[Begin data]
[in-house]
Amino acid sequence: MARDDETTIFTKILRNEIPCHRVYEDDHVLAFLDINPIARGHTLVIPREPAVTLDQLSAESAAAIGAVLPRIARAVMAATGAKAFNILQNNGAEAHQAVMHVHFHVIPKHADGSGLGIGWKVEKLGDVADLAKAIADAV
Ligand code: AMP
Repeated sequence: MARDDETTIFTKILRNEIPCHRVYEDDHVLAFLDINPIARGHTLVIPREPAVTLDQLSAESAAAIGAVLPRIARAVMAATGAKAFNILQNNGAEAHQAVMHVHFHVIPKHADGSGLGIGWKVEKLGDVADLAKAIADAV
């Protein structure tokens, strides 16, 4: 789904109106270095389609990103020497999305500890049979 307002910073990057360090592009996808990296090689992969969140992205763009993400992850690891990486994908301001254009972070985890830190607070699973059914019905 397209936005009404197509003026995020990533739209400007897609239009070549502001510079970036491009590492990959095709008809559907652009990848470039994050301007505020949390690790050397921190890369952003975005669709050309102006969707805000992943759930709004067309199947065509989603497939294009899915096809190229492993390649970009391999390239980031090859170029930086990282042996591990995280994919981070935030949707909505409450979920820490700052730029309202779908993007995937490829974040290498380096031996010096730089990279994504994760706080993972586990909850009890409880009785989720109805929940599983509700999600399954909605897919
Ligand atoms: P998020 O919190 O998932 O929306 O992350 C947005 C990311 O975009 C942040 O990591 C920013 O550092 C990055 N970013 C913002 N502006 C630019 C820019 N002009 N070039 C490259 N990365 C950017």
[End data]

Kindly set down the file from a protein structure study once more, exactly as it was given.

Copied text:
[in-house]
Amino acid sequence: MARDDETTIFTKILRNEIPCHRVYEDDHVLAFLDINPIARGHTLVIPREPAVTLDQLSAESAAAIGAVLPRIARAVMAATGAKAFNILQNNGAEAHQAVMHVHFHVIPKHADGSGLGIGWKVEKLGDVADLAKAIADAV
Ligand code: AMP
Repeated sequence: MARDDETTIFTKILRNEIPCHRVYEDDHVLAFLDINPIARGHTLVIPREPAVTLDQLSAESAAAIGAVLPRIARAVMAATGAKAFNILQNNGAEAHQAVMHVHFHVIPKHADGSGLGIGWKVEKLGDVADLAKAIADAV
């Protein structure tokens, strides 16, 4: 789904109106270095389609990103020497999305500890049979 307002910073990057360090592009996808990296090689992969969140992205763009993400992850690891990486994908301001254009972070985890830190607070699973059914019905 397209936005009404197509003026995020990533739209400007897609239009070549502001510079970036491009590492990959095709008809559907652009990848470039994050301007505020949390690790050397921190890369952003975005669709050309102006969707805000992943759930709004067309199947065509989603497939294009899915096809190229492993390649970009391999390239980031090859170029930086990282042996591990995280994919981070935030949707909505409450979920820490700052730029309202779908993007995937490829974040290498380096031996010096730089990279994504994760706080993972586990909850009890409880009785989720109805929940599983509700999600399954909605897919
Ligand atoms: P998020 O919190 O998932 O929306 O992350 C947005 C990311 O975009 C942040 O990591 C920013 O550092 C990055 N970013 C913002 N502006 C630019 C820019 N002009 N070039 C490259 N990365 C950017």